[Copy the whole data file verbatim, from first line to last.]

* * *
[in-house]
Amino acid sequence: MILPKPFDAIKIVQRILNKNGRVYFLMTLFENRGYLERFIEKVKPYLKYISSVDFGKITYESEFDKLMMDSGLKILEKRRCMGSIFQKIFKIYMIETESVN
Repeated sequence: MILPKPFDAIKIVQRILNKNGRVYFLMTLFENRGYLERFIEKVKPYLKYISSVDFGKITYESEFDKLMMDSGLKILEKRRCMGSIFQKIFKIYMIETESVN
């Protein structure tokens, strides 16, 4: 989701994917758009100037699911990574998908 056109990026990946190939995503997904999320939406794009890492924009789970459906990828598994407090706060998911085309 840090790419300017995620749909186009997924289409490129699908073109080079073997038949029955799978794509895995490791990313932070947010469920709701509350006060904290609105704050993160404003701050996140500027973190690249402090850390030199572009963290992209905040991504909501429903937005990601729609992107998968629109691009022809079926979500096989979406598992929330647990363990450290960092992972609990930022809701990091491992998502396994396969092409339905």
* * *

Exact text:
[in-house]
Amino acid sequence: MILPKPFDAIKIVQRILNKNGRVYFLMTLFENRGYLERFIEKVKPYLKYISSVDFGKITYESEFDKLMMDSGLKILEKRRCMGSIFQKIFKIYMIETESVN
Repeated sequence: MILPKPFDAIKIVQRILNKNGRVYFLMTLFENRGYLERFIEKVKPYLKYISSVDFGKITYESEFDKLMMDSGLKILEKRRCMGSIFQKIFKIYMIETESVN
């Protein structure tokens, strides 16, 4: 989701994917758009100037699911990574998908 056109990026990946190939995503997904999320939406794009890492924009789970459906990828598994407090706060998911085309 840090790419300017995620749909186009997924289409490129699908073109080079073997038949029955799978794509895995490791990313932070947010469920709701509350006060904290609105704050993160404003701050996140500027973190690249402090850390030199572009963290992209905040991504909501429903937005990601729609992107998968629109691009022809079926979500096989979406598992929330647990363990450290960092992972609990930022809701990091491992998502396994396969092409339905």